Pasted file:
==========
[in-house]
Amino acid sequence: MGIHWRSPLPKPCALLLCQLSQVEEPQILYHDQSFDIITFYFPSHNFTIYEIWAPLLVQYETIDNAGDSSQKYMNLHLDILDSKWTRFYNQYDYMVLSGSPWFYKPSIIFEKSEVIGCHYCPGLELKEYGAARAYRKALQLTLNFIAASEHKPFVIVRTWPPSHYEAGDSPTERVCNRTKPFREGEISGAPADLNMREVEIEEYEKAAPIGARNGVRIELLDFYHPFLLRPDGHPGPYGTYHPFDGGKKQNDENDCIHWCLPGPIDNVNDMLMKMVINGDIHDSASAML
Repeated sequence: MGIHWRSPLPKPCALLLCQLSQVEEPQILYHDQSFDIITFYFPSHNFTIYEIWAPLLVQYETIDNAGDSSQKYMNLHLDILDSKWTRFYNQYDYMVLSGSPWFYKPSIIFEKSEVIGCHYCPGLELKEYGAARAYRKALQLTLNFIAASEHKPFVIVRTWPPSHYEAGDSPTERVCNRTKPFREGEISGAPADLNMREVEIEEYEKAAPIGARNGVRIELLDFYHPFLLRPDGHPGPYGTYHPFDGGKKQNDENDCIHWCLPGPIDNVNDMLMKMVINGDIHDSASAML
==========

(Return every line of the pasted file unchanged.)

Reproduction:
[in-house]
Amino acid sequence: MGIHWRSPLPKPCALLLCQLSQVEEPQILYHDQSFDIITFYFPSHNFTIYEIWAPLLVQYETIDNAGDSSQKYMNLHLDILDSKWTRFYNQYDYMVLSGSPWFYKPSIIFEKSEVIGCHYCPGLELKEYGAARAYRKALQLTLNFIAASEHKPFVIVRTWPPSHYEAGDSPTERVCNRTKPFREGEISGAPADLNMREVEIEEYEKAAPIGARNGVRIELLDFYHPFLLRPDGHPGPYGTYHPFDGGKKQNDENDCIHWCLPGPIDNVNDMLMKMVINGDIHDSASAML
Repeated sequence: MGIHWRSPLPKPCALLLCQLSQVEEPQILYHDQSFDIITFYFPSHNFTIYEIWAPLLVQYETIDNAGDSSQKYMNLHLDILDSKWTRFYNQYDYMVLSGSPWFYKPSIIFEKSEVIGCHYCPGLELKEYGAARAYRKALQLTLNFIAASEHKPFVIVRTWPPSHYEAGDSPTERVCNRTKPFREGEISGAPADLNMREVEIEEYEKAAPIGARNGVRIELLDFYHPFLLRPDGHPGPYGTYHPFDGGKKQNDENDCIHWCLPGPIDNVNDMLMKMVINGDIHDSASAML